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Contact Info:
Tufts University
Department of Anthropology
304 Eaton Hall
Medford, MA 02155

Office: 617-627-6307


Sarah Luna
Assistant Professor
The Kathryn A. McCarthy, J45, AG46, Assistant Professor in Women's Studies

Ph.D. The University of Chicago, 2013
M.A. The University of Chicago, 2005
B.A. The University of Texas at San Antonio, 2003

Sex work, migration, gender and sexuality, race and ethnicity, borders, Mexico, United States

Major Awards

  • Consortium for Faculty Diversity Postdoctoral Fellowship, Davidson College (2017)
  • National Endowment for the Humanities Scholar, "The Cross-Border Connection: Immigrants, Emigrants, and their Homelands," University of California, Los Angeles, June 15-July 17 (2015)
  • Postdoctoral Fellowship in Women's, Gender, and Sexuality Studies, University of Houston (2014-2017)
  • Center for US-Mexican Studies, Pre-doctoral Fellowship, School of International Relations and Pacific Studies at University of California, San Diego (2012-2013)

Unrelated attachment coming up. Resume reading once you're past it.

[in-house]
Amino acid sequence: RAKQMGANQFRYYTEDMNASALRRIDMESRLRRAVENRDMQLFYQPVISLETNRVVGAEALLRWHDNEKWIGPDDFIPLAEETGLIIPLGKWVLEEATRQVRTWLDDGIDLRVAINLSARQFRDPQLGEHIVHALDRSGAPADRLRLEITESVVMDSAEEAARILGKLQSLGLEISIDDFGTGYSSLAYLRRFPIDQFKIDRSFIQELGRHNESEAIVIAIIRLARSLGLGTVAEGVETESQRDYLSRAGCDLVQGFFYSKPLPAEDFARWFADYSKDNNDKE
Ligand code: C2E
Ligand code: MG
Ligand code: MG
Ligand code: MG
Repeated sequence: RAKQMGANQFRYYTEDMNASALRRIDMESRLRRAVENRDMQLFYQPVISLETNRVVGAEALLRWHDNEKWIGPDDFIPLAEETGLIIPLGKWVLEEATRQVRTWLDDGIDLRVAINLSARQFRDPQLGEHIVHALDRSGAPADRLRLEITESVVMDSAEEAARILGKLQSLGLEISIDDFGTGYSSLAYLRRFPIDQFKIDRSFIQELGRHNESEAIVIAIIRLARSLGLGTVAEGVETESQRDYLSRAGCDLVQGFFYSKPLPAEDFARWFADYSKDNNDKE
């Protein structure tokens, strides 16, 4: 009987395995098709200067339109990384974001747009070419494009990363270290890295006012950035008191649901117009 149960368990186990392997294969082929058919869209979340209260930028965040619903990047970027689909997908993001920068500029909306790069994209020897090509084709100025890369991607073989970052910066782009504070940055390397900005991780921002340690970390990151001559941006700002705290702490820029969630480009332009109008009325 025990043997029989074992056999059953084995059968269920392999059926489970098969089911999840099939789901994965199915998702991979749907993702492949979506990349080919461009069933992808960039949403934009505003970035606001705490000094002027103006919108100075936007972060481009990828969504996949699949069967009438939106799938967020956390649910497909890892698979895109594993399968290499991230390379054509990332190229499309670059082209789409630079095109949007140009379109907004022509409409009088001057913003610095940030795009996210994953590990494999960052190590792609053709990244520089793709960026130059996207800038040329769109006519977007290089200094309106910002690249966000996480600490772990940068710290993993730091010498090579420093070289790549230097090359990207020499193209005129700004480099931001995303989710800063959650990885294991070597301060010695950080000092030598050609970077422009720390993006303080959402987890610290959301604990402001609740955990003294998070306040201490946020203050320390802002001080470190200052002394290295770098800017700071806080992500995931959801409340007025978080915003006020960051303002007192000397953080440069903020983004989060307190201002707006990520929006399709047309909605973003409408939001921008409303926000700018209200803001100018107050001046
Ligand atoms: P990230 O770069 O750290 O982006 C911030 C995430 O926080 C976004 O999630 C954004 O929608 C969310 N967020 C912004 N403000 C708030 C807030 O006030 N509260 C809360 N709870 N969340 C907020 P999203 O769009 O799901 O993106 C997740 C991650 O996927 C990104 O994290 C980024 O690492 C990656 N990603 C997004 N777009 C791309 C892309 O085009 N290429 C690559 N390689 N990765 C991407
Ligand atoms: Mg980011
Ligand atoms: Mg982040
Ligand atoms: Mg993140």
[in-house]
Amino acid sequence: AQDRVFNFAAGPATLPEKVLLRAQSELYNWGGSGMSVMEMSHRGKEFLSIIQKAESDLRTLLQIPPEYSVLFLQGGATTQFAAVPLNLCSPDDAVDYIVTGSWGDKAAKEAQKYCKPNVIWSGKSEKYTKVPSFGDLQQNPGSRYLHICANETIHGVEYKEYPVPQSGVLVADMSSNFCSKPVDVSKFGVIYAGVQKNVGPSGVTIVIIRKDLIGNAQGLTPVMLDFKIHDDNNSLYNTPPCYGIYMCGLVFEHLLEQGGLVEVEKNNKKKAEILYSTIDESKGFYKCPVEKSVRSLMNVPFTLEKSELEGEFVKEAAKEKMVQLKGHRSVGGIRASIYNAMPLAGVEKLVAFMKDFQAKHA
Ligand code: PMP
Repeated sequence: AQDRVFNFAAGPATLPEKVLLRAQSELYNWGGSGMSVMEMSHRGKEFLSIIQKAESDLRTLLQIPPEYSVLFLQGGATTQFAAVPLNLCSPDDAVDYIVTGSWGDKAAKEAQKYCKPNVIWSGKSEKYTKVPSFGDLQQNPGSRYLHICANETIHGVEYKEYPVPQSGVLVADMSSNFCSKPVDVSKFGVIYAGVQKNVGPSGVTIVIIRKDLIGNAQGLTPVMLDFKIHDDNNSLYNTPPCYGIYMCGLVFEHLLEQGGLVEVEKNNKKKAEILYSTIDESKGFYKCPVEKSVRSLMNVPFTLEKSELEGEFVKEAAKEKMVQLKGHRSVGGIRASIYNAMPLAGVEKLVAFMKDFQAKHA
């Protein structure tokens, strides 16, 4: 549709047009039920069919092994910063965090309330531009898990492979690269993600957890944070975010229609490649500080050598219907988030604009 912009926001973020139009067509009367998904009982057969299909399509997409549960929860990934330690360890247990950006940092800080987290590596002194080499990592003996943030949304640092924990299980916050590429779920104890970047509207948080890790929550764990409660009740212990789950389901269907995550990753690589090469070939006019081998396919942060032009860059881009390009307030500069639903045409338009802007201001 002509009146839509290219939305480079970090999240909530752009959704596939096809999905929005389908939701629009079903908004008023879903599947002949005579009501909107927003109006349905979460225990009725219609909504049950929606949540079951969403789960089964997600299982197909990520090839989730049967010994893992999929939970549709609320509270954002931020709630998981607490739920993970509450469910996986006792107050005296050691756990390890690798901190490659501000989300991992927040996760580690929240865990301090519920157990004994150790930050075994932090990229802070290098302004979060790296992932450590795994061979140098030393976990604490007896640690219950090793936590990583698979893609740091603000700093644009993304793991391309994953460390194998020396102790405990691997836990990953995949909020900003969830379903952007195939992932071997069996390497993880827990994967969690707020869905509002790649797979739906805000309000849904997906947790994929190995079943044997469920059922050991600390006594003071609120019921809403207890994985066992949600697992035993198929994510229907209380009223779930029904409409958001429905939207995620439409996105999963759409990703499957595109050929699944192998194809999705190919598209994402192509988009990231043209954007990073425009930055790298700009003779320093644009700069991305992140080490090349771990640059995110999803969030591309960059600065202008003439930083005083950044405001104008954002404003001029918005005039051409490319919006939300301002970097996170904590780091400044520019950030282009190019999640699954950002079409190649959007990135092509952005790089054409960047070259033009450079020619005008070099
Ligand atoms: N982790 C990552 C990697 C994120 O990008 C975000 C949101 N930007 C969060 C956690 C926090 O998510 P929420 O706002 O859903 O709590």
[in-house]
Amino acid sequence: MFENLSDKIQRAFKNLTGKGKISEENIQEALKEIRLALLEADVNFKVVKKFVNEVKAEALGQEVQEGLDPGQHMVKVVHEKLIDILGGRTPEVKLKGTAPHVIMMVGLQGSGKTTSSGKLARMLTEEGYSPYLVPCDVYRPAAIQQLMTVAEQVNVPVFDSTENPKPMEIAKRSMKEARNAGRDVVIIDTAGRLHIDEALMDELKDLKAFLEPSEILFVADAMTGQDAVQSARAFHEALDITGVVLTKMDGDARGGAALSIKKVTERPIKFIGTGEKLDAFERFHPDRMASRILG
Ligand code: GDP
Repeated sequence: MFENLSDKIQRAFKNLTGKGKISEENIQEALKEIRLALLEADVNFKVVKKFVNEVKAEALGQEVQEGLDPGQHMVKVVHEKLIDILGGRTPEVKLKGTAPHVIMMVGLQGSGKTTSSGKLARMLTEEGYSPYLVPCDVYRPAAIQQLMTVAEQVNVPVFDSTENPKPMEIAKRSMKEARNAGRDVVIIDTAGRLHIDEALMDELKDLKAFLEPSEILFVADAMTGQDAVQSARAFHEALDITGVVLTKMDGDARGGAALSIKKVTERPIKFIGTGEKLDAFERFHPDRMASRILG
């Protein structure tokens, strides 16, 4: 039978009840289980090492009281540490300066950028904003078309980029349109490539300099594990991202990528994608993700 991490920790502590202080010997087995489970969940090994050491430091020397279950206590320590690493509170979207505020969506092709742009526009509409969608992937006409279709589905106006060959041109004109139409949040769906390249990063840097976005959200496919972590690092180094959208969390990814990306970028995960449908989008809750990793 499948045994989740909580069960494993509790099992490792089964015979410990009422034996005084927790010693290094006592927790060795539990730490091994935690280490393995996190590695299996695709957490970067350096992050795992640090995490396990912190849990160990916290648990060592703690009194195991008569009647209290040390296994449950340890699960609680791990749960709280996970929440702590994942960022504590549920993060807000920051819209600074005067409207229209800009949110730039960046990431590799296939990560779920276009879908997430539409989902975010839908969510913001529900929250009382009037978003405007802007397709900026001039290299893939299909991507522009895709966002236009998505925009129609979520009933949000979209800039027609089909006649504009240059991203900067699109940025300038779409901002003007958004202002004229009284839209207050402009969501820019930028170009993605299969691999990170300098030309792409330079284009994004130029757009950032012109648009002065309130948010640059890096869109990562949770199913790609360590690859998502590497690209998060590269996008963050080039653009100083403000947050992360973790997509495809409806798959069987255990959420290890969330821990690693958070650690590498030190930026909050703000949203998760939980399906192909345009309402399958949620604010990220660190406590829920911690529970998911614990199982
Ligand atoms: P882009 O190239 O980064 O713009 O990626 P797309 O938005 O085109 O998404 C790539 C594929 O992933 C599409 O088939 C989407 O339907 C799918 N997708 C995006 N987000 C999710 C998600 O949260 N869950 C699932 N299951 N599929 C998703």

• James C. Hormel Dissertation Fellowship in Sexuality Studies, University of Chicago (2011-2012)
  • Northeast Consortium Dissertation Year Visiting Diversity Fellowship, Department of Anthropology, University of Rochester (2010-2011)
  • United States Department of Education Fulbright-Hays Doctoral Dissertation Abroad Fellowship in Mexico (2009)
  • National Science Foundation Graduate Research Fellowship (2003-2006)

Scholarship & Research
My research focuses upon how the US/Mexico border is both productive of and made legible by socially meaningful forms of difference through categories such as gender, race, and sexuality. I am currently revising my first book manuscript, which is tentatively titled Selling Sex and Finding Jesus: Love and Obligation on the Mexican Border.

Selling Sex and Finding Jesus is based on twelve months of ethnographic research conducted from 2008 to 2009 in the Mexican border city of Reynosa, Tamaulipas during the height of the drug war. My analysis of two groups of migrants—Mexican sex workers and the white American missionaries who seek to "save" them— reveals how both groups create value through relations of obligation and love.

I am in the early stages of two research projects. The first examines the political action of sex workers in Mexico City. The second is a disidentificatory ethnography of white, heteronormative exercise culture as well an investigation of alternative practices by people whose bodies are seen as excessive in these spaces due to their queerness, racially marked status, or size.

2018. Affective Atmospheres of Terror on the Mexico-U.S. Border: Rumors of Violence in Reynosa's Prostitution Zone. Cultural Anthropology 33: 58-84.